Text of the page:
Webster’s support does come with a list of prerequisites, including border security with 90% operational control verified by the Government Accountability Office, and e-verify— both measures already included in the Senate bill passed in June.
He also goes a step further and supports local law enforcement’s enforcing immigration laws, a contentious issue following last year’s Supreme Court ruling upholding an Arizona law that allows local police to inquire about immigration status. That measure is not in the bipartisan Senate bill.
Ben Monterroso, executive director for Mi Familia Vota, a national Latino pro-immigration nonprofit, thanked Webster for his support and “encourage[s] him to engage in comprehensive discussions with other House members and urge[s] them to consider the real need and benefit to fixing our dysfunctional immigration system.”
According to the 2010 Census, approximately 14% of voters in Webster’s district are Hispanic.
Schock, of Illinois, announced on Tuesday at a town hall that he also would support a pathway to citizenship as long as certain requirements are met: a secure border, back taxes paid, no criminal history, a probation period, and must go to the back of the line (i.e, behind those waiting in their home country and following legal channels).
Immigration advocates had also targeted Schock with a small immigration reform rally at the Illinois state capitol the same day. According to the 2014 Almanac for American Politics, about 2.3% of Schock’s constituents are Hispanic.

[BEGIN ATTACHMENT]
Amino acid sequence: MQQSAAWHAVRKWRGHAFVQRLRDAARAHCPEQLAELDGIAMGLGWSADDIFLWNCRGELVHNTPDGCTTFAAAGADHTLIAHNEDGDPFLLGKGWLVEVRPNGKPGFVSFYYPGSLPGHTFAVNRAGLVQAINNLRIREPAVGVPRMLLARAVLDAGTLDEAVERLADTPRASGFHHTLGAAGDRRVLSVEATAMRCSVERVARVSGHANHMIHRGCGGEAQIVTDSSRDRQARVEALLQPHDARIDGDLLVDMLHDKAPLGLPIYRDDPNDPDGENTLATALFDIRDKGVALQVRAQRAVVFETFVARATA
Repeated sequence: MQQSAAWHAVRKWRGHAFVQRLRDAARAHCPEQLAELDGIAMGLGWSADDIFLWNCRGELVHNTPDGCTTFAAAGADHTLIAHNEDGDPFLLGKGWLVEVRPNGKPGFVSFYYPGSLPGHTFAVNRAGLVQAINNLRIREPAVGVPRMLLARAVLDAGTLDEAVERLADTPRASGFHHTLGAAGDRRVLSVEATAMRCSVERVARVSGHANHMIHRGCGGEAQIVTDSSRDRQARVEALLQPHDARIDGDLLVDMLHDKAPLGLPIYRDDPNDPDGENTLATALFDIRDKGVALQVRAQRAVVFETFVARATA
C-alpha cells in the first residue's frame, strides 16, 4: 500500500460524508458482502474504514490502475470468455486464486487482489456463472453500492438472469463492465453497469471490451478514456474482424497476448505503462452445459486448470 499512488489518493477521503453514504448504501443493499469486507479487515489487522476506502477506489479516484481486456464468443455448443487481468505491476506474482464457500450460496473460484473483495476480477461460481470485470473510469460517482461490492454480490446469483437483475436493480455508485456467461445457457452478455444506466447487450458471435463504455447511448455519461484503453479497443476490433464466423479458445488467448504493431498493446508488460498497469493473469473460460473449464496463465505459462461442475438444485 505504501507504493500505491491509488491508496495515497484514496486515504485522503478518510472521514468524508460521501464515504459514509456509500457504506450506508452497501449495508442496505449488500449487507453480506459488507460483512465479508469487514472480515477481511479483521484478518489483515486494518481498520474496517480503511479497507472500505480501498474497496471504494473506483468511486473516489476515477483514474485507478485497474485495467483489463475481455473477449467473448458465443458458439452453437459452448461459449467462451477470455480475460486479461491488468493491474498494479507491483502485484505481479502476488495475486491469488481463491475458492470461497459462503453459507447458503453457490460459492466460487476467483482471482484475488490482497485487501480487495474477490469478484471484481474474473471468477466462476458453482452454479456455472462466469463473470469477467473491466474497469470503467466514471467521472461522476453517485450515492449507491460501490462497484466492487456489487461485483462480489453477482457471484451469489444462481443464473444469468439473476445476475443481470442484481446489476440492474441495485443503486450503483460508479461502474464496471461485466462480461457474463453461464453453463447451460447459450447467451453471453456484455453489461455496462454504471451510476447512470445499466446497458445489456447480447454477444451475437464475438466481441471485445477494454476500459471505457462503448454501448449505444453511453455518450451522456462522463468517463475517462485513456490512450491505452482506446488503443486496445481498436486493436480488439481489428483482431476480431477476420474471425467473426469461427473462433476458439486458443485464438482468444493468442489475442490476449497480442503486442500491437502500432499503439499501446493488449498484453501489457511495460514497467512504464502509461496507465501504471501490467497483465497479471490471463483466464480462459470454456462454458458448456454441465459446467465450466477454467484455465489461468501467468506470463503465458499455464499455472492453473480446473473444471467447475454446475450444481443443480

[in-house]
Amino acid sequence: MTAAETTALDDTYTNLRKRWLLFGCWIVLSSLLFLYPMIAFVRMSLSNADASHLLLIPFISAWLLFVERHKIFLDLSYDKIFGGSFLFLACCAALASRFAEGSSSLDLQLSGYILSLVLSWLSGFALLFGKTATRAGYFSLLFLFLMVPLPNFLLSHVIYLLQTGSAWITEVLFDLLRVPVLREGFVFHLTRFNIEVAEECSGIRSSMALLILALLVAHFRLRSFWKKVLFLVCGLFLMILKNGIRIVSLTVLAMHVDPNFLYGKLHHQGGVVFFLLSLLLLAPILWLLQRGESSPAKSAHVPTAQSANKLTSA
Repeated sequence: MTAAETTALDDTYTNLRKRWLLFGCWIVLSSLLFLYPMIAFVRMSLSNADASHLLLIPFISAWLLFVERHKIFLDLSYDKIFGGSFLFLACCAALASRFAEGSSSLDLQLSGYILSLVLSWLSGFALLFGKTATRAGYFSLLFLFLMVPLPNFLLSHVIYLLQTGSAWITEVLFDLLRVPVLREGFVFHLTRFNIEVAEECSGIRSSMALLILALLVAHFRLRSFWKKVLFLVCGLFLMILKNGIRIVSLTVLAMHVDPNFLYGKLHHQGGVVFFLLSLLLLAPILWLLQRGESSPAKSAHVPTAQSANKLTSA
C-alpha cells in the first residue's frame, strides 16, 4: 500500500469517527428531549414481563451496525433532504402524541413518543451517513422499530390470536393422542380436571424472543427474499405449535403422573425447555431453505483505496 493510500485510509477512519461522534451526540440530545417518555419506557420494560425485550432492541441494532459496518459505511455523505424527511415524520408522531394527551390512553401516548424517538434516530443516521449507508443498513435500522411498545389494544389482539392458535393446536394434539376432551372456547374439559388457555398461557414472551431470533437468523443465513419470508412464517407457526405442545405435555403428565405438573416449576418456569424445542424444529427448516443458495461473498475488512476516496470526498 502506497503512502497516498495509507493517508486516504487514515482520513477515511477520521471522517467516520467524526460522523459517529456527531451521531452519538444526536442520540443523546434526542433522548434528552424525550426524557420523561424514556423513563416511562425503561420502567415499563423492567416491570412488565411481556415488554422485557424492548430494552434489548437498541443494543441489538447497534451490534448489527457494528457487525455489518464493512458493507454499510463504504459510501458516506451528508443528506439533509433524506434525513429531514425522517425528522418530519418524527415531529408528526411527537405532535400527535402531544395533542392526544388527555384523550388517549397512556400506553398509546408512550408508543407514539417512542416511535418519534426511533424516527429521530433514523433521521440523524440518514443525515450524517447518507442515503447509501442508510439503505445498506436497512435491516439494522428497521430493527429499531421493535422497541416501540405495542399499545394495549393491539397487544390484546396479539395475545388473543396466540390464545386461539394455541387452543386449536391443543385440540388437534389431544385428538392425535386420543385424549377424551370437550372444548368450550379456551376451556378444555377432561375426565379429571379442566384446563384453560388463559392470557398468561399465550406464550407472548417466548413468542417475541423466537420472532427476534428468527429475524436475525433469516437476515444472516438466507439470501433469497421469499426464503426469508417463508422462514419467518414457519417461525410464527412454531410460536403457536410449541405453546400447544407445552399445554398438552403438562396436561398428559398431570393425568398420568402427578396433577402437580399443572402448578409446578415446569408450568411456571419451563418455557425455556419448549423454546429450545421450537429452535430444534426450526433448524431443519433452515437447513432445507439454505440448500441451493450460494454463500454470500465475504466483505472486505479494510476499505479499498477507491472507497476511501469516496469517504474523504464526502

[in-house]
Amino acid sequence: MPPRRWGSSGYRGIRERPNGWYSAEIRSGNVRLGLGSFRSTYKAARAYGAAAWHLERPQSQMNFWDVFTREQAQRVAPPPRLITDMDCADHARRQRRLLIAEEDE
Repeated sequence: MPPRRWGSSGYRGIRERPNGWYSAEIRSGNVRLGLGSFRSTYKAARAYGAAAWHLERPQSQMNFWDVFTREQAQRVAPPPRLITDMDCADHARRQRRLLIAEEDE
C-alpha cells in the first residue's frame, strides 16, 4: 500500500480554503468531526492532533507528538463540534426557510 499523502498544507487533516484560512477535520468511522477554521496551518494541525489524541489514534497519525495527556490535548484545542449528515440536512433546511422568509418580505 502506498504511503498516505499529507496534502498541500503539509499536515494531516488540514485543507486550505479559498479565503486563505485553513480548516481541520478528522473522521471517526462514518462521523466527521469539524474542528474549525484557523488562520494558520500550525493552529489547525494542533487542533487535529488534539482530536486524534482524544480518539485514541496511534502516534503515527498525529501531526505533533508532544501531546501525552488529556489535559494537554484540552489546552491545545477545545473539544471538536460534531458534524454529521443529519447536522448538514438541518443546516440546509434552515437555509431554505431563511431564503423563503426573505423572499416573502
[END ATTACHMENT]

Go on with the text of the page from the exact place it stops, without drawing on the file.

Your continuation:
A third Republican, House GOP whip McCarthy, also appears to be leaning toward support for legal status for undocumented immigrants.
The Daily Pilot reports that at an event in Newport Beach, Calif., on Tuesday, McCarthy said he supported a guest-worker program, the ability for the undocumented to work toward legal status and a payment penalty for visa overstays, but he did not go so far as to embrace a pathway to citizenship.
“What you then have to address is the 11 million that are here [who are] considered illegal,” he said at an event hosted by the Pacific Research Institute. “I personally believe it’s different for someone who’s been here 30 years than if they’ve been here three months.”
McCarthy, a big target for pro-groups, also expressed support for DREAMers, saying that for those who came as children, “This is your country. You have no other place to go to.”
Next week advocates plan a caravan in more than 100 cities, with 1,100 cars and floats to represent the 11 million undocumented, all meeting in front of McCarthy’s office.
The recent announcements of support follows the early-July C-Span interview in which Rep. Bob Goodlatte, R-Va., said he could see allowing temporary legal status to the undocumented, and later allowing them to apply for green cards and U.S. citizenship.
“I and other members are open-minded to the idea that they should have a way to come out of the shadows,” Goodlatte, chairman of the House Judiciary Committee said. “To be able to work, to have their own businesses, to pay their taxes, to travel back and forth to their home country and elsewhere.”